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A Father’s Day

One of the most wonderful things I am able to share with my father is the joy of reading.

That sounds like such a simple thing, and it is.

Yet it is also profoundly satisfying.

Almost conspiratorial, as if we are the only ones in the world who experience the thrill of becoming swept up in a book and are unable to put it down.

It wasn’t always that way.

As a child, I don’t remember seeing my father read many books.

Oh, I recall seeing him read the newspaper on a daily basis. And Time, the weekly news magazine.

But lounging around the house with a paperback copy of the latest thriller? Rarely.

Usually in summer, on our annual vacation to the lake or the beach.

I don’t recall ever pondering whether my father liked to read or not. As a child, it simply wasn’t on my radar screen (although I was a voracious reader).

I just knew that he was incredibly busy: at work, at church, at home.

The spring I was ten and my sister twelve, our family made the two-hour drive to a larger city in western New York state to attend my father’s graduation as he received a Masters Degree in engineering. He and a colleague from work had taken night courses for years, putting in what must have been many hours of time and effort to earn this achievement.

I don’t actually recall him being absent all those evenings, seeing him poring over text books or working on assignments. I just know that he must have done all those things in order to earn a graduate degree while working full-time and raising a family.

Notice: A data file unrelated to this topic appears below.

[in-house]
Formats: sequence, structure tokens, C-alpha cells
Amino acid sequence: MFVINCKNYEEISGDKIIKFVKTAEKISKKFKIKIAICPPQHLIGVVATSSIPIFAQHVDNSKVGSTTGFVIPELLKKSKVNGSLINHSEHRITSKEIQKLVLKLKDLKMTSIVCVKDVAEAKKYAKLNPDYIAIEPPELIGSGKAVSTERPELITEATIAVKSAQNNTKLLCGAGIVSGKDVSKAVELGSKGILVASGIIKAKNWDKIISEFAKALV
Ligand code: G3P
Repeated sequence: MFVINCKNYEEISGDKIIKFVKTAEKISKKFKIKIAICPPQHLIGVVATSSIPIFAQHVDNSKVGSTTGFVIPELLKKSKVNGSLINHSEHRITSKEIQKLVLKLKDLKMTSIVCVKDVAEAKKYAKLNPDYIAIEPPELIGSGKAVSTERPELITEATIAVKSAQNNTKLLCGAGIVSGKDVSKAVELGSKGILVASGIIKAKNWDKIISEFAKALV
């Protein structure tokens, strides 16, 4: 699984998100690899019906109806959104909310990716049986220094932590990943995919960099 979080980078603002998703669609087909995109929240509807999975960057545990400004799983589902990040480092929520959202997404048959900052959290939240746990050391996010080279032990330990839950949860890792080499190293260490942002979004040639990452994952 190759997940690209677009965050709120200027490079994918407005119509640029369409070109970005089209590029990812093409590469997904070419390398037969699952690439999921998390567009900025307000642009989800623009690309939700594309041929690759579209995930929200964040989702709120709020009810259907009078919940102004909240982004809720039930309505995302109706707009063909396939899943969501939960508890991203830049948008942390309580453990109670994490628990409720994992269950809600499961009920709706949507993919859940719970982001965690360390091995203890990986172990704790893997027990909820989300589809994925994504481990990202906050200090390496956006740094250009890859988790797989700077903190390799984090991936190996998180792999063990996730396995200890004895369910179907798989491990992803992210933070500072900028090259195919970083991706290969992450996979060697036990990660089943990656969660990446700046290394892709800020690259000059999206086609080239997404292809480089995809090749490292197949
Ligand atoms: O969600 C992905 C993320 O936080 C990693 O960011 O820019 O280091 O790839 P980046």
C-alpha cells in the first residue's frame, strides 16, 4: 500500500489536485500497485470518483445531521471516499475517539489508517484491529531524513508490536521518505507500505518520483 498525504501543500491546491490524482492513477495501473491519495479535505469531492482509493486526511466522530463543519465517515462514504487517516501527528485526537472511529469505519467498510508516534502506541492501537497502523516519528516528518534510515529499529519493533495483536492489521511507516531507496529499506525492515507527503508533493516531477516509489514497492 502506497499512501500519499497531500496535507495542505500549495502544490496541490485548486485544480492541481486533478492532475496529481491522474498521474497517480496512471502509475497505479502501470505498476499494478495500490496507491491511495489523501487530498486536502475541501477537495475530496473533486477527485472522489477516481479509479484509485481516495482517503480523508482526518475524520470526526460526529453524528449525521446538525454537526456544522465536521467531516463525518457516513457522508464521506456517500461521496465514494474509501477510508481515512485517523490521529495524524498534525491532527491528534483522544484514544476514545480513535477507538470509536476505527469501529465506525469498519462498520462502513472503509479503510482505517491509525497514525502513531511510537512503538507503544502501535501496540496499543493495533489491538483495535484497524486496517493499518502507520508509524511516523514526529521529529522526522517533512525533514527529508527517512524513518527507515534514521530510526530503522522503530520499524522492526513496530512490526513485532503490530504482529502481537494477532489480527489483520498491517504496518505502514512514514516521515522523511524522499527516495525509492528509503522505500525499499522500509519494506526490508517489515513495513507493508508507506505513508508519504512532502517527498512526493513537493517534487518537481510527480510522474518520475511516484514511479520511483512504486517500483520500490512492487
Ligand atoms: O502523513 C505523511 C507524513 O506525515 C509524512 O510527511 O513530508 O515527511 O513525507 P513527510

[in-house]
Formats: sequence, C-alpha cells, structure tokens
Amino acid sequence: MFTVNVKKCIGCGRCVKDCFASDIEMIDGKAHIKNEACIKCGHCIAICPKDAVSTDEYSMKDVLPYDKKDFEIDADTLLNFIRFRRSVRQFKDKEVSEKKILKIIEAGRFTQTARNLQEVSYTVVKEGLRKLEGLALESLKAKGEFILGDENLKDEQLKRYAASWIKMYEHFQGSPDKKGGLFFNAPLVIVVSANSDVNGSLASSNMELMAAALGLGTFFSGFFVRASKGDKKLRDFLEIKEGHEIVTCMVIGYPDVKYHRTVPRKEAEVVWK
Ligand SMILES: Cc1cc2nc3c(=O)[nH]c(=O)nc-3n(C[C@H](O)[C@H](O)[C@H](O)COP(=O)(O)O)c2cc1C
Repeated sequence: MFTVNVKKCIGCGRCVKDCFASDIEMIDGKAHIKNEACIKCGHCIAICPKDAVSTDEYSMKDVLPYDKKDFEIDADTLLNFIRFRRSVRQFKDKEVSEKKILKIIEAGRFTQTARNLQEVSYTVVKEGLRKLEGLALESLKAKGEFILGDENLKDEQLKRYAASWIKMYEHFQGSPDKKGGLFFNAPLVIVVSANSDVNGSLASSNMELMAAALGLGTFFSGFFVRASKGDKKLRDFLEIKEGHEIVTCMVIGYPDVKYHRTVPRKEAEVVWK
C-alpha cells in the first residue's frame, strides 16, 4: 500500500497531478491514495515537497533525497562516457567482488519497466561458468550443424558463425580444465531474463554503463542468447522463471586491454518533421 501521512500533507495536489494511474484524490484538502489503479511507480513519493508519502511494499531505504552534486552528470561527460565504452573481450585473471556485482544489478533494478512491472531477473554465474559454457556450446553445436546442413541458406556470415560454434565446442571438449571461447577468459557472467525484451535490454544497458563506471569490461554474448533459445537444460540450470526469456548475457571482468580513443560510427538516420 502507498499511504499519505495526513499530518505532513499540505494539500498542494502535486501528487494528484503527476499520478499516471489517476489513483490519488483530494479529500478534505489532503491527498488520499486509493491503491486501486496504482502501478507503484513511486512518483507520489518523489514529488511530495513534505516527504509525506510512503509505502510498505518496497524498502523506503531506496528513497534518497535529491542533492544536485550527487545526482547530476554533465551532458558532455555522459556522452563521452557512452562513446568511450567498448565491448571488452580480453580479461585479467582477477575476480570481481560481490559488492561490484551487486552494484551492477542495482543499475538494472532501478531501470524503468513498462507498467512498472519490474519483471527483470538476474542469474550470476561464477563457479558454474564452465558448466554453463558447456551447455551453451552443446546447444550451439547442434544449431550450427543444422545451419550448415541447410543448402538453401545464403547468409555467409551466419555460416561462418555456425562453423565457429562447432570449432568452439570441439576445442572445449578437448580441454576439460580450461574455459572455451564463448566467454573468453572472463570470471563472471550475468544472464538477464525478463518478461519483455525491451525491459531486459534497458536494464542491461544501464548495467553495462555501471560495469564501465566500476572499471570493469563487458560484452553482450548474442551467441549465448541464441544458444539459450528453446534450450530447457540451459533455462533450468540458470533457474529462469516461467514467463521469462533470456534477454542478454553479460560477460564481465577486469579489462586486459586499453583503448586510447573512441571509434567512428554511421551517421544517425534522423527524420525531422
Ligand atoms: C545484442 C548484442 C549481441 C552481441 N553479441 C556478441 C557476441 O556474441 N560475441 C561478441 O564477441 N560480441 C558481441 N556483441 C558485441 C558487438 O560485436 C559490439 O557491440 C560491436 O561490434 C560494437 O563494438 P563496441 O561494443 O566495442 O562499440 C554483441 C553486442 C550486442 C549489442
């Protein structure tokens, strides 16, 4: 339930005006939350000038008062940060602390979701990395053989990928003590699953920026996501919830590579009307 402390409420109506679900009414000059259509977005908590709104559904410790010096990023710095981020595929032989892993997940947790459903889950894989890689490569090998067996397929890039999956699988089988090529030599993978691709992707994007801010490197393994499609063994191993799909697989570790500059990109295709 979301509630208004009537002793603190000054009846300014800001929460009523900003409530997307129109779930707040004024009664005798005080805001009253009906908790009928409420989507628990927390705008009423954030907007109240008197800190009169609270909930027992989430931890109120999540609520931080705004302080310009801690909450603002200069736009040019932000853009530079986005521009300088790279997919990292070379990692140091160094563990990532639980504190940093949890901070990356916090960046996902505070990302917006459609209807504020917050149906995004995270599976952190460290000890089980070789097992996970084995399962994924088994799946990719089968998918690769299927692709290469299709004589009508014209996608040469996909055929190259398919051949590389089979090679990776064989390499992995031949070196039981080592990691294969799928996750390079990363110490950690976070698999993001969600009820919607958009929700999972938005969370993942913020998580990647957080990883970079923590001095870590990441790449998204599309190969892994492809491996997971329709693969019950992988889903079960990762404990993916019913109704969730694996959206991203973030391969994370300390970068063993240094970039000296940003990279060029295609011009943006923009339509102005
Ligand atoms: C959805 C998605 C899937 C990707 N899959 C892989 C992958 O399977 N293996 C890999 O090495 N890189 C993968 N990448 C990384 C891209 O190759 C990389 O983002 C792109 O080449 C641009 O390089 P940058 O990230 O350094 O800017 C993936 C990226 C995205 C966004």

I wish I could tell you that the memory of his graduation is seared in my mind because of his accomplishment, but the truth is that being allowed to miss school that day (an entire day!) was the what was foremost in my adolescent mind.

I remember visiting my parents’ undergraduate college friends for a couple hours before the graduation ceremony. I barely remember the house or street, both being typical early 1970’s suburbia.

What stands out in my mind is their thirteen-year-old daughter wearing her Catholic school uniform, the white blouse and plaid skirt of which were covered with signatures from her classmates. It had been the last morning of school, and tradition dictated that you signed each other’s uniform to signal friendship and the completion of yet another nondescript school year.

We didn’t wear uniforms, nor did we attend a Catholic school, so it all seemed very exotic to me.

I vaguely recall the university campus, strolling along pathways among green lawns and towering trees. My parents remarked on the anti-war graffiti etched on one hulking, grey building; it was during the Vietnam era.

I remember wondering what would happen to the student who had been audacious enough to spraypaint anti-government slogans against the war on campus buildings. Grounded in their room, surely. No television privileges, of couse. Perhaps even suspended from classes for a few days? Those were the worst punishments my ten-year-old mind could come up with at the time.

It’s strange that I don’t recall the actual graduation ceremony, although it must have been several hours long. I can’t imagine that I would have been particularly patient throughout it, but I sensed how important this occasion was so I suppose I was on my best behavior. Perhaps I had a book with me to help pass the time.

Nowadays my father is much older. Me too, if truth be told. He and my mother retired years ago to sunny Florida, and he still enjoys getting out for an occasional round of golf. His hearing isn’t quite what it used to be, so he only watches television when he can turn the volume up quite loudly.

What he does enjoy doing is becoming lost in a book. Usually something historical, biographies of American presidents being top of the list.

It is something we share now, my father and me. Turning the pages, caught up in the story, just as others have done for many hundreds of years. I can’t think of anything better.

Happy Father’s Day, Dad.

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